Connecticut, state on the Atlantic coast of New England, USA; 13,000 km2, 3.58 million residents (2011). Capital Hartford (124,800 residents), largest city Bridgeport (144,200 residents; 2010). State formation 1788, nicknamed The Constitution State.
- COUNTRYAAH.COM: Lists all counties and parishes of Connecticut in alphabetical order. Covers county profile and biggest counties by population in the state of Connecticut.
Connecticut is the third smallest state in the United States and one of the most densely populated and wealthiest. The majority live in an urban belt along the southwest coast, whose individual cities are almost suburbs to the city of New York, which is located immediately south of the border. The rest is concentrated in the centrally located capital Hartford on the Connecticut River as well as in Norwich and New London at the mouth of the Thames River in Long Island Sound. Naturally, it is a hilly, ice-era highland area (part of the Appalachians) with the highest point, Mount Frissell (725 m), on the border with Massachusetts. After replanting, forests make up 56% of the area, while agriculture, whose importance has diminished greatly, covers 13%. In addition to dairy cattle and poultry, horticultural products, maize, tobacco and fruit dominate. Of greater importance is the industry that already in the 1800-t. mass-produced weapons, textiles, machine tools and watches. During and after World War II, the industry profited from large military orders to e.g. General Electric in Fairfield, United Technologies in Hartford and Xerox in Stamford. The reduction in the US defense budget has led to a loss of more than 100,000 jobs since 1988, partly offset by continued growth in the service sector, including banking and insurance. On the education side, Connecticut is known for the US Coast Guard Academy in New London and Yale University in New Haven.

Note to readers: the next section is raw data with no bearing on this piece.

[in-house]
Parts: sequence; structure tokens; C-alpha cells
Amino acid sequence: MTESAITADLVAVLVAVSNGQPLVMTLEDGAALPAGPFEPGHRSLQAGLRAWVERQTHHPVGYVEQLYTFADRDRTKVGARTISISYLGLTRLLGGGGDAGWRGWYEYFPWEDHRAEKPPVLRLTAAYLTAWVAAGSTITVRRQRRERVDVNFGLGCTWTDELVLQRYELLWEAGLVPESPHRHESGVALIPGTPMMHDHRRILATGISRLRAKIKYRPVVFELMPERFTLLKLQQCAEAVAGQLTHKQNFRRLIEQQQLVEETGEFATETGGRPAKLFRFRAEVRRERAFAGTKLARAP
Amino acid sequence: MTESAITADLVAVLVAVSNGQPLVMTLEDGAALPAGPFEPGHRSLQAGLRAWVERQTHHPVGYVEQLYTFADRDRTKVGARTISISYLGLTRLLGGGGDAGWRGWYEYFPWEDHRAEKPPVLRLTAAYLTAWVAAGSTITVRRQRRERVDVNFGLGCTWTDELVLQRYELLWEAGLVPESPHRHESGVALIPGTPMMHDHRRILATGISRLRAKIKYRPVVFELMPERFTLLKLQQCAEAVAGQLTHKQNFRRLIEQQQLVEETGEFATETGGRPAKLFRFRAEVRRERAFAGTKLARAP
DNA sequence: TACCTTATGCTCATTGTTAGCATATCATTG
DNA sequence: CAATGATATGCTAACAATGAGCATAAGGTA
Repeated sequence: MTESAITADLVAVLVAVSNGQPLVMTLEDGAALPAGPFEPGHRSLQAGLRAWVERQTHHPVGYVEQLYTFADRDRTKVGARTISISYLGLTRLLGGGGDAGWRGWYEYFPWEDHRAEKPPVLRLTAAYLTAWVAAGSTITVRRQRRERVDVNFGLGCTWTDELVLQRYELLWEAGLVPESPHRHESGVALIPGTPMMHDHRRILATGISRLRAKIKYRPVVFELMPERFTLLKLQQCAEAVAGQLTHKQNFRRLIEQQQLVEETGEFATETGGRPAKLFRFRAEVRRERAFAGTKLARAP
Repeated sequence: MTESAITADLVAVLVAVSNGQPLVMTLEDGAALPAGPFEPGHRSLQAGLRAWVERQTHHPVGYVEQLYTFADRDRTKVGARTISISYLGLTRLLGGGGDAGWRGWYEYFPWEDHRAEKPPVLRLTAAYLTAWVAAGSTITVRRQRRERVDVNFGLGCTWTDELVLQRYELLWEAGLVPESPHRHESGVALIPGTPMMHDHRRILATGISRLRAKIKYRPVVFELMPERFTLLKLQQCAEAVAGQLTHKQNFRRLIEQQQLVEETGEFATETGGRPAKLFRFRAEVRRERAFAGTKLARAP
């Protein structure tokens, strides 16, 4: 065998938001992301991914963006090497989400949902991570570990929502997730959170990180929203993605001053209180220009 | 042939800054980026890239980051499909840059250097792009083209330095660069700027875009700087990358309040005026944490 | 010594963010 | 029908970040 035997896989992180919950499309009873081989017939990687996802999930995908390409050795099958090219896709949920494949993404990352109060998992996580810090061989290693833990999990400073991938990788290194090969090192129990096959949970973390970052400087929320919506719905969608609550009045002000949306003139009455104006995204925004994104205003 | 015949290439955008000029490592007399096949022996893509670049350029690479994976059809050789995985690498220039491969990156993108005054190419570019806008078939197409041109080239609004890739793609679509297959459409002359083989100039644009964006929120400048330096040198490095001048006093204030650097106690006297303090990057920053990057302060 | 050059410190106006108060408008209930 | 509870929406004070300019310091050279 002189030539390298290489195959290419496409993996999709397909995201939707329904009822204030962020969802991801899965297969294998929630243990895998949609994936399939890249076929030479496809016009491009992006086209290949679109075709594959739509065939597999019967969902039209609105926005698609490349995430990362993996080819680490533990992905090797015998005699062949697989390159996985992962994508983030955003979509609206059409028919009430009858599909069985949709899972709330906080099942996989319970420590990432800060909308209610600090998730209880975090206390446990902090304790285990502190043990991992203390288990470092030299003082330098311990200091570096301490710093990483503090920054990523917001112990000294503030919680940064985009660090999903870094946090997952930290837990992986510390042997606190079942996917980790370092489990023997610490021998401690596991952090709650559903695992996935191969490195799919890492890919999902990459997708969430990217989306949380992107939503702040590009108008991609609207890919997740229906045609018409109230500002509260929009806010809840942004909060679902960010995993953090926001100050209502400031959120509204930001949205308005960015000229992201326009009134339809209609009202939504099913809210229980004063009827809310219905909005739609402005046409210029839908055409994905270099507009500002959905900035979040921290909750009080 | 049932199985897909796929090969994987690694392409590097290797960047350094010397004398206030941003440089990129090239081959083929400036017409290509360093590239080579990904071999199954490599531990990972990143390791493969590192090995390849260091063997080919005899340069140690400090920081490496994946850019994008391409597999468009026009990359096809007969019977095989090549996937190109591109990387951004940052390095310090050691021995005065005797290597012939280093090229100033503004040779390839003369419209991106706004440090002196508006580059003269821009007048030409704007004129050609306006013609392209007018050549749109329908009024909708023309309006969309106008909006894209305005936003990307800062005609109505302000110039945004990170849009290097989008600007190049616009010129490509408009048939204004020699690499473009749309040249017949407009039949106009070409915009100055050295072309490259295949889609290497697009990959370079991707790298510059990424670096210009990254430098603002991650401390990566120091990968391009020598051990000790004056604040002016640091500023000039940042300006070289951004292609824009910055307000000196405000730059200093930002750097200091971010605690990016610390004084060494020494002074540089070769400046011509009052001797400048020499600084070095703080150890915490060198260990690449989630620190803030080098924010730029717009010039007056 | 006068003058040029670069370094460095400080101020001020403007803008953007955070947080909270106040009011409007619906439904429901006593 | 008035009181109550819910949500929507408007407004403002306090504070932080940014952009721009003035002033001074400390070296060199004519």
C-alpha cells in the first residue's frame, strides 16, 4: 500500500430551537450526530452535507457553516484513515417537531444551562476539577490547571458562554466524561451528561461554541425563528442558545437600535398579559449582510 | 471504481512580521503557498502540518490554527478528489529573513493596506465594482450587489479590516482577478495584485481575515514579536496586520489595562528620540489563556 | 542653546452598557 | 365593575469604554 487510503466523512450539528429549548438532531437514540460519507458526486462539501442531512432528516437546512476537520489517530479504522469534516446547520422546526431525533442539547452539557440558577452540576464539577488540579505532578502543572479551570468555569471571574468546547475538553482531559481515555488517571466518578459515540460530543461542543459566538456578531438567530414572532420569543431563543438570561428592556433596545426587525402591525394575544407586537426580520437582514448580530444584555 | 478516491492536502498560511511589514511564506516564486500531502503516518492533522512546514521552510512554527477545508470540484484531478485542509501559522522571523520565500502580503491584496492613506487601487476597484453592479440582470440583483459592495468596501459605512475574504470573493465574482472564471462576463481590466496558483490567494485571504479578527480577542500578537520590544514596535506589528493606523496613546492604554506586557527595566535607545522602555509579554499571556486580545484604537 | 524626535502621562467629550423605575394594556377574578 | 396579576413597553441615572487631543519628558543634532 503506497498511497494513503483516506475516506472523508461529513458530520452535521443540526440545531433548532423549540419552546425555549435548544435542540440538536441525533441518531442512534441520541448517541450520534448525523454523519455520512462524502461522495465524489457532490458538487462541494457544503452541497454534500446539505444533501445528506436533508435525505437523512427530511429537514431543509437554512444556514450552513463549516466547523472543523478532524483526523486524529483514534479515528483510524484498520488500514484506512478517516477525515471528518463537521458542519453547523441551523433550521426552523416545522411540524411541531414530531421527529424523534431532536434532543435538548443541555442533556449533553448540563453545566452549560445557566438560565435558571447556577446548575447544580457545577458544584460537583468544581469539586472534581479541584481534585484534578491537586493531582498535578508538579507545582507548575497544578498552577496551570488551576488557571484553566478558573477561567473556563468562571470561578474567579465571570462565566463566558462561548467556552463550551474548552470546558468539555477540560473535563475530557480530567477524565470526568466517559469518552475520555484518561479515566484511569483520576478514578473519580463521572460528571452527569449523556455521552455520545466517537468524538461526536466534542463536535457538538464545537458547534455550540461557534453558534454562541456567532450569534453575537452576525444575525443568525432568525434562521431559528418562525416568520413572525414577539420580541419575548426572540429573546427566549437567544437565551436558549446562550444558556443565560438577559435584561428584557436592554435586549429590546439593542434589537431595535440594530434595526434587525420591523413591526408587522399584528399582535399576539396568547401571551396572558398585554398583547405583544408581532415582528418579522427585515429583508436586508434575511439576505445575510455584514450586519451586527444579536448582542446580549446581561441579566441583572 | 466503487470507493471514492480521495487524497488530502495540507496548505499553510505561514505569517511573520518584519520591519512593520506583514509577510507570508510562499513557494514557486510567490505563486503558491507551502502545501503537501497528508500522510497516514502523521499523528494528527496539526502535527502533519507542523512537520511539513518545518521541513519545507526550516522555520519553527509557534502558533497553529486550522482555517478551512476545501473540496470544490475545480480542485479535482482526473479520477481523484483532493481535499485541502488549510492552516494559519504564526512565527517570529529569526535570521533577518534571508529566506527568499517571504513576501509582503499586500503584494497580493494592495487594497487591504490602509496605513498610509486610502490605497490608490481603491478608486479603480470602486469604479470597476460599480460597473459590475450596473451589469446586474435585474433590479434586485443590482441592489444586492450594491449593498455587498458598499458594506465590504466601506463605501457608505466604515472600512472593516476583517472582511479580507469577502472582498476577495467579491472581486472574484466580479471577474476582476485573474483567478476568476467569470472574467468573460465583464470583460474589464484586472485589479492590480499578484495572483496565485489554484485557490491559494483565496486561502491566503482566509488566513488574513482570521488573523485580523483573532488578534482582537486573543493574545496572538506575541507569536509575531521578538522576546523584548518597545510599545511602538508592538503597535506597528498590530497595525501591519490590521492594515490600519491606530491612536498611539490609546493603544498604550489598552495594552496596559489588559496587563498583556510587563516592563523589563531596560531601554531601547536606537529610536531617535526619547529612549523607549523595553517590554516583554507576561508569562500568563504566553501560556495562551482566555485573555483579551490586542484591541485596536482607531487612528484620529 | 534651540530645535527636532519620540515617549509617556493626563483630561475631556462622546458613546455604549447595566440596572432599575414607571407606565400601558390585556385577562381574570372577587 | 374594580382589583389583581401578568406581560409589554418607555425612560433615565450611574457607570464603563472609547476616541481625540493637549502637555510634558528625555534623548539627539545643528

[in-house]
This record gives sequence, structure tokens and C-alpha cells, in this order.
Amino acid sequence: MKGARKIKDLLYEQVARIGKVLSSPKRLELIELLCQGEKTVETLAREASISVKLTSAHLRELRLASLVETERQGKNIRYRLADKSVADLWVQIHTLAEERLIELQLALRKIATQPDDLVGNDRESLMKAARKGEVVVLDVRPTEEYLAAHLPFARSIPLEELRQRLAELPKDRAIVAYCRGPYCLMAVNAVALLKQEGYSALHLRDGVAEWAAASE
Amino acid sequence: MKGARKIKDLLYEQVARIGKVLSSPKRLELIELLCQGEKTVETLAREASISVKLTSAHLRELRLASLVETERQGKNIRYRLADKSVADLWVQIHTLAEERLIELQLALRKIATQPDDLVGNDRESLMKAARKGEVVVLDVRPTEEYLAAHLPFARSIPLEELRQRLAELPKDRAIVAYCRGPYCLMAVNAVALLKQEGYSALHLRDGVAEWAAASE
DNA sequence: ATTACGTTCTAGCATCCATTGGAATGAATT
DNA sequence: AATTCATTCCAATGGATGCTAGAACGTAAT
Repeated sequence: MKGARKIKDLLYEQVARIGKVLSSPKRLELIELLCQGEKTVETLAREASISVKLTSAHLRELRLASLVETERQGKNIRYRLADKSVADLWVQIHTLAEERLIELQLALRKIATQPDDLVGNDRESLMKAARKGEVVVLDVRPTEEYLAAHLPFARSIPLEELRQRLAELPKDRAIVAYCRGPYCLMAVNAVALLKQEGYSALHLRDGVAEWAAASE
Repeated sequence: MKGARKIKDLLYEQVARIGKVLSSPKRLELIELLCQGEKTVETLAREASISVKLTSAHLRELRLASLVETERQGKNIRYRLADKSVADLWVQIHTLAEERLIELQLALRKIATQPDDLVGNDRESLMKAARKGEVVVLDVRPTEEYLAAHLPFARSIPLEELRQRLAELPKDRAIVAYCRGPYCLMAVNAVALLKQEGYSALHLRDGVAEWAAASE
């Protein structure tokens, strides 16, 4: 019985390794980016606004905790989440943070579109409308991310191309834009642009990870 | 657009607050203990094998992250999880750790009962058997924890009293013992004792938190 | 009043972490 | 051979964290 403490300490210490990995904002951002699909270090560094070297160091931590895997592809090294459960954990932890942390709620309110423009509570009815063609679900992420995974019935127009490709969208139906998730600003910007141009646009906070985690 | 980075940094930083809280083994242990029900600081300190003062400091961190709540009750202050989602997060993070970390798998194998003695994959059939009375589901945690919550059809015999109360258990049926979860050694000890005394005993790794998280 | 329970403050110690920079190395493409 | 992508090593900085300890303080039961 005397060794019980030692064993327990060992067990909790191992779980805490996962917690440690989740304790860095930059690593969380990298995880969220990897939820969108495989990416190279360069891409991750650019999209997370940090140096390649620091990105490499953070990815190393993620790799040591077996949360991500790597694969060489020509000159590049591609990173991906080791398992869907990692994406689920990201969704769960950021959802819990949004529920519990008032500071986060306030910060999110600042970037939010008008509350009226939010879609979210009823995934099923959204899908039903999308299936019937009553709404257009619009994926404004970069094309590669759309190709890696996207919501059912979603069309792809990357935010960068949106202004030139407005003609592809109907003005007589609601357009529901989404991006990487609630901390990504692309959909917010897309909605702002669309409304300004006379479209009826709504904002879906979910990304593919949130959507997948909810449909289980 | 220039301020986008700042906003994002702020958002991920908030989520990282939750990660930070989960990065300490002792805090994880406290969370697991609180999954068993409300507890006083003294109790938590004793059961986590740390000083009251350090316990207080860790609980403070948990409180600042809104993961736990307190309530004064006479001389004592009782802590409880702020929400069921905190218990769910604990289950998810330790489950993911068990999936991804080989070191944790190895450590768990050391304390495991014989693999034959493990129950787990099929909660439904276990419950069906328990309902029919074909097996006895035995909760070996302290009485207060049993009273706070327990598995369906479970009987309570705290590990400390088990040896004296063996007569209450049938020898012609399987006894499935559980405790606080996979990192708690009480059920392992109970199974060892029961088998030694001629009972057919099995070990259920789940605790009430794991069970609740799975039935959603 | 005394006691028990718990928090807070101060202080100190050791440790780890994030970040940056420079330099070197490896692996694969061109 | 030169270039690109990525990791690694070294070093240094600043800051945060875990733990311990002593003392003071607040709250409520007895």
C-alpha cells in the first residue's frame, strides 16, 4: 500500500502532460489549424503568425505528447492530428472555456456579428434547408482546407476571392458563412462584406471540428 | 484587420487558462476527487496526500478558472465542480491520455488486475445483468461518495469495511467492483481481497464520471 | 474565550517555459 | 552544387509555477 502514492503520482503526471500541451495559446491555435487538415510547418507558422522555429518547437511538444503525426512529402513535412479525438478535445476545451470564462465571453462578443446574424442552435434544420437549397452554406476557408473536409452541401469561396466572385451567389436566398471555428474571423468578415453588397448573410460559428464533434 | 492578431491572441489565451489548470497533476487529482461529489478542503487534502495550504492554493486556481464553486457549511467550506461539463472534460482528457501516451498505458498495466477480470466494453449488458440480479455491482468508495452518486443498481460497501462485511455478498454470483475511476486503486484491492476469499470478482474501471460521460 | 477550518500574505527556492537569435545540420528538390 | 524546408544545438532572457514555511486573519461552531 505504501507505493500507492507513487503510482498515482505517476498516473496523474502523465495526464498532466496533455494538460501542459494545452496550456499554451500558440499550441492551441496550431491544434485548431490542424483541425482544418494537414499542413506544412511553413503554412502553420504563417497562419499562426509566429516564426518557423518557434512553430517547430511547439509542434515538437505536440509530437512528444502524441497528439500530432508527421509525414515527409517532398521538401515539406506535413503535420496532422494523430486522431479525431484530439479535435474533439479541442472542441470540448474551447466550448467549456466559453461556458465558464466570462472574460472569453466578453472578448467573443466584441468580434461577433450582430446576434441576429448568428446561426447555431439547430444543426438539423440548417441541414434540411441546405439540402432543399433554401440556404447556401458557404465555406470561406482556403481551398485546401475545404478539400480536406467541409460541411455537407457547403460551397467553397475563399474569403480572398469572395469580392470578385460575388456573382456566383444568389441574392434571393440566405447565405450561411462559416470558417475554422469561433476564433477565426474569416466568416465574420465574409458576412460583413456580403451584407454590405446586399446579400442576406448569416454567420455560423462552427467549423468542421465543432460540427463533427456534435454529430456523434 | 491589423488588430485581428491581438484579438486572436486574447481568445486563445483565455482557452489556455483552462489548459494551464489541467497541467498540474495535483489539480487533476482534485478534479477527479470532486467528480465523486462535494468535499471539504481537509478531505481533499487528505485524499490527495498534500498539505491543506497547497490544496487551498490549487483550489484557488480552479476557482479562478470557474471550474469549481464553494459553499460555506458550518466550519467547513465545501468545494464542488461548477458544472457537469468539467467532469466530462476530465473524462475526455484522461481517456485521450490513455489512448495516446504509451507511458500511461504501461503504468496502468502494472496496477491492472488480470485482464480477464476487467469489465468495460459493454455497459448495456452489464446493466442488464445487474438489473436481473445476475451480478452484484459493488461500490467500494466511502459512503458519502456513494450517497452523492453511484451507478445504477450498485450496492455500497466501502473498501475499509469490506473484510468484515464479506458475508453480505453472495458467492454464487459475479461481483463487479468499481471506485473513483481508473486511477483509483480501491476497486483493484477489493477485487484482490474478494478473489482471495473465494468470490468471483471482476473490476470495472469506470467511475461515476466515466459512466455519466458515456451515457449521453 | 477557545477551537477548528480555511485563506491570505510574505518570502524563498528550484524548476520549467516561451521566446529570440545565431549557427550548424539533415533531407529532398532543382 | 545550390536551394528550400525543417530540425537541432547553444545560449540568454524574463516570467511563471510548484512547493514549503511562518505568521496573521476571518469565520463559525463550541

- AbbreviationFinder: Provides a list of all acronyms in alphabetic order for Connecticut. Also includes state overview, population statistics as well as cities and towns belong to Connecticut.
The area by the Connecticut River was explored by the Dutch in 1614, and in the 1630’s English Puritans built the towns of Hartford, Windsor and Wethersfield, which in extensive autonomy in 1662 were merged with the colony of New Haven. Politically and culturally, Connecticut was characterized by a conservative Puritanism, and while the state was among the first to ratify the United States Constitution, slavery was not abolished until 1848, and women were given the right to vote as late as 1920.